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2019: Governorship candidate raises alarm over drug abuse in Kwara

GOVERNORSHIP candidate of the Accord Party in Kwara state, Ayorinde Adedoyin, has raised the alarm over impending danger in the state due to the increasing involvement of youth in drug abuse.

Speaking with journalists in Ilorin during the weekend, Adedoyin linked drug abuse to the increase of crime rate and break down of law and order in the state in recent times, adding that it would be difficult to stop crime when the demand for drug is so high.

The governorship candidate, who called on relevant stakeholders to rise up to the challenge, suggested promotion of core values, parental guidance and establishment of rehabilitation centres to address the situation.

“We have to be realistic about what is to come based on what is happening right now. I watched a BBC footage, which talked about drug issue in our society. And I was shocked when they pointed to Kwara state as one of the main sources of supply. I tried to find out what is going on, and I realised that we were shouting cultism before in the state as a big problem, but the main problem we have in Kwara state as at today among the youth, is drug abuse, and if something is not done quickly, we may be sitting on kegs of gunpowder.

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“You can’t stop crime when the demand for drug is so high. But how can you stop that when you have a health system that is totally run down. We have four general hospitals or so and nothing is happening there. I think it is about time, either we encourage the possibility of someone or an institution to set up something like rehab that can take care of this. Soon, I hope you won’t hear one boy or girl shoots the mother. It is getting that bad.

“We can pretend that it is not there but until it gets so close to us, when the damage comes, that is when people will now start talking. But based on the information I have, it is getting toward that now, and something serious really needs to be done,” he said.

Adedoyin, who said that his priority, if elected as governor of Kwara state, would be the provision of potable water, added that water provision supports all other developments like health, living standards.

“Provision of potable water is a key thing. We can talk about agriculture, health if we don’t have water, the two can’t work. Let me give you another example. If the government decides today that they want to build mechanised boreholes in all 193 wards in Kwara State and pipe them, you have an IGR of about N1.9billion every month. If that can be done, one of the major problems is almost solved. Do we really need to dig that? We can repair most of these boreholes. If it is not for greed, I think local governments, even based on what they said they are receiving now, should be able to maintain the boreholes within the local governments.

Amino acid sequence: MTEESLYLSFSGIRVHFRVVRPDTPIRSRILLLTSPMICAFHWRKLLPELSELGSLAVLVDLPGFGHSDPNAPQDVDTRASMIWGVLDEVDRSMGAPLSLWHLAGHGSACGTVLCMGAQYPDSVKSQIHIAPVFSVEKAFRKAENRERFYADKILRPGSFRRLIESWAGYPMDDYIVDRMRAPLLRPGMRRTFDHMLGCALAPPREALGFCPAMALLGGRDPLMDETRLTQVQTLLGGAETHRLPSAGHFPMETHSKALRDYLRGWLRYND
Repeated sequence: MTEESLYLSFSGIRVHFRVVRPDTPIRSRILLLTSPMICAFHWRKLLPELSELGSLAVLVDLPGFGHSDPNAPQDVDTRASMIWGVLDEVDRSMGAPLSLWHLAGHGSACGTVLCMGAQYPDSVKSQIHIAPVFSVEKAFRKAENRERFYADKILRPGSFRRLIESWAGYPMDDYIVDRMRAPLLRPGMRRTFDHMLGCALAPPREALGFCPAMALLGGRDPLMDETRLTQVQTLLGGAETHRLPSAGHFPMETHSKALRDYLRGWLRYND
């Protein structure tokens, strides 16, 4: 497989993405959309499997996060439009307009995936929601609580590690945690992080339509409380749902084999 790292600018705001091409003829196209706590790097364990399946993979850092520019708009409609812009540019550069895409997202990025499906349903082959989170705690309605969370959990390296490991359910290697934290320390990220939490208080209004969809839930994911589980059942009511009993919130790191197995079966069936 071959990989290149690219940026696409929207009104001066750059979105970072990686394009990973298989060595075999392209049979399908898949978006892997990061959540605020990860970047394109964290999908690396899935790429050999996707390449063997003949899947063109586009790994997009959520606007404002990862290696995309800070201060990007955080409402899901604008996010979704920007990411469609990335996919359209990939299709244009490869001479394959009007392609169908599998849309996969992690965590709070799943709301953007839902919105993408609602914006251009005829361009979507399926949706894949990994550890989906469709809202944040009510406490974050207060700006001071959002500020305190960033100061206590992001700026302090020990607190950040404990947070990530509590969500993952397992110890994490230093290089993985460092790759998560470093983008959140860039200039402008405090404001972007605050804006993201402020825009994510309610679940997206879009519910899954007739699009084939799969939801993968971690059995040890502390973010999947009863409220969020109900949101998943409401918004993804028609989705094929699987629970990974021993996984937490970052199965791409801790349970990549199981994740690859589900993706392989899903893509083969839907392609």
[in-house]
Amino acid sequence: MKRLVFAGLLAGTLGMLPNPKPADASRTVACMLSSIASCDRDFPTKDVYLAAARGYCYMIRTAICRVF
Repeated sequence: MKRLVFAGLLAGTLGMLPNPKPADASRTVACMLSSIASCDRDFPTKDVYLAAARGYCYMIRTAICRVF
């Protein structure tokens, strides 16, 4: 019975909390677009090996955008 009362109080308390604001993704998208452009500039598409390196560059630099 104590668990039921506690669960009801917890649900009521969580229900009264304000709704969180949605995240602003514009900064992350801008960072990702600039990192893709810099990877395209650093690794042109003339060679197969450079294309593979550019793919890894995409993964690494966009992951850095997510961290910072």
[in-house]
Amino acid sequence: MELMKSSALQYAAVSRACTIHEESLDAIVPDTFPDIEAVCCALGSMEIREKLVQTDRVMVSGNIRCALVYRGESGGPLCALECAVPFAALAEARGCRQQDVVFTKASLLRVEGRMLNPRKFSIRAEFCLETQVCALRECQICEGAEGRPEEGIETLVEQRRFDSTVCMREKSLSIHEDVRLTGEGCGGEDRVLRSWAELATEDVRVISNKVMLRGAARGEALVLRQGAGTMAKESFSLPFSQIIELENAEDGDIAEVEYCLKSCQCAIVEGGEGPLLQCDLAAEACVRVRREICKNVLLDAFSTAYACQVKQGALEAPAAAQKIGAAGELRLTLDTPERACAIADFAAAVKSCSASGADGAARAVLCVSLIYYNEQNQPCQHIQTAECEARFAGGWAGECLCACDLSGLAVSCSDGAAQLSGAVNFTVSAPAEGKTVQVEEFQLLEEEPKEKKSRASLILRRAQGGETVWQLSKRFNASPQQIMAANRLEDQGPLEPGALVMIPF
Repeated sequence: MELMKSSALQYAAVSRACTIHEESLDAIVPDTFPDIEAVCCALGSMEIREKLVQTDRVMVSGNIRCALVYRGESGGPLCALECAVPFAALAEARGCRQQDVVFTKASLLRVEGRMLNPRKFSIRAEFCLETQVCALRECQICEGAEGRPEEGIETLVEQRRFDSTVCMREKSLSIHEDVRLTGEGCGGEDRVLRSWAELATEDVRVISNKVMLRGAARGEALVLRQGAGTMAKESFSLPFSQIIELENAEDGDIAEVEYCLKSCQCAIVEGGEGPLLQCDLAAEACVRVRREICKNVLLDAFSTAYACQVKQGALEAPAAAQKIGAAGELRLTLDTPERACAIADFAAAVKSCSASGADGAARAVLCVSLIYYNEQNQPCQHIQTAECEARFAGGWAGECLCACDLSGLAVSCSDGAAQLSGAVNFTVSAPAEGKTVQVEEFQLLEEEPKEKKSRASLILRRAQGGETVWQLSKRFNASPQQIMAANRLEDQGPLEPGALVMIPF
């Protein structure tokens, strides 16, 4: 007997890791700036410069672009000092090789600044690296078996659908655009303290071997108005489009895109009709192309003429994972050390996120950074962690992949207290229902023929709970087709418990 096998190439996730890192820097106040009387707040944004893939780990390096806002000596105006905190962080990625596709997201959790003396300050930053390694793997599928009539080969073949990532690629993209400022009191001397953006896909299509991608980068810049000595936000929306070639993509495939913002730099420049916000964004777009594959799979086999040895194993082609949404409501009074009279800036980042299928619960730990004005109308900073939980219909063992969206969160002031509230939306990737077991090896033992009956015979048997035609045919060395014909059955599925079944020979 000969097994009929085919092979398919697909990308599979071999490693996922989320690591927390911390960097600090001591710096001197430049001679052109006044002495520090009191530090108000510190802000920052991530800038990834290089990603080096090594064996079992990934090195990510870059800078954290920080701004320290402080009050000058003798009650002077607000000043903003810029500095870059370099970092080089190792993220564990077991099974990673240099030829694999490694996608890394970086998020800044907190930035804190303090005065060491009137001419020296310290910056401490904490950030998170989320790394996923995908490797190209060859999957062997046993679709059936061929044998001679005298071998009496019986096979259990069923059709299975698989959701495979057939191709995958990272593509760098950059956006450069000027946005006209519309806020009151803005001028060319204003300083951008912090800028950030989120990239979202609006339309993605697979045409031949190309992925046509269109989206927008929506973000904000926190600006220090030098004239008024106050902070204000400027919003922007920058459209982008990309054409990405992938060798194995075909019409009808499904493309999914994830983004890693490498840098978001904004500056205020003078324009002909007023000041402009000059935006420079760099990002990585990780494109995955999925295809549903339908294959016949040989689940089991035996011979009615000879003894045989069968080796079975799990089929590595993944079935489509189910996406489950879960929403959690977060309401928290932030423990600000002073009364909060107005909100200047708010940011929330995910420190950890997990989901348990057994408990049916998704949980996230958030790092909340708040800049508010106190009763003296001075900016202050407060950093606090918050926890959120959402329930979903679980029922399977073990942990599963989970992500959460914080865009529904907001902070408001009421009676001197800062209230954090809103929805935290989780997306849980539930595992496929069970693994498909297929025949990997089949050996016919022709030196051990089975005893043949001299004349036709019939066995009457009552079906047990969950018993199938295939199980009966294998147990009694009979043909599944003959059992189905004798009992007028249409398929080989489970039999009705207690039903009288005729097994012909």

“And we now look at the health system. If you drink water, and you have issues, you will go to the hospital. The stress level in Kwara now, most of the time, you need to go and see your doctor. When they are not even available, what do you do? Most of the hospitals in Kwara today, I don’t want to say they are bad, they are wonderful. And that is the truth as at where we are today.

“We really need to tackle the cottage hospitals around the state. We need to buy beds, we need to make sure they have basic things and we need to supply the drugs. And when they can provide that primary care, if they need a referral, you will take them to bigger hospitals. In Kwara State, we have health insurance organisation. It is not like it cannot work, but are they making it work? Most of the hospitals we have around don’t have personnel and drugs. It is not like we don’t have the answer to our problem but we just refused to look at where that problem is and continued to live with the problem.

“I keep saying to people that Kwara needs help. But the people that will render that help to us are still Kwarans that have overlooked where they come from, now believe that they are Lagosians or they are from Kaduna, forgetting that the same Kwara they are looking at and say I don’t have the time, it is the same Kwara that invested money and time in building them up to where they have gotten today.

“The truth is that Kwara people are not asking for too much. They are just asking for the basics, and it is not like we can’t afford the basics. How can a government say you are budgeting about N180billion a year for running cost, recurrent and capital. Now, you said you pay N2.2billion as salary every month, how is that possible? If that is so, why do you have to go and contract out most of the jobs you do,” he said.


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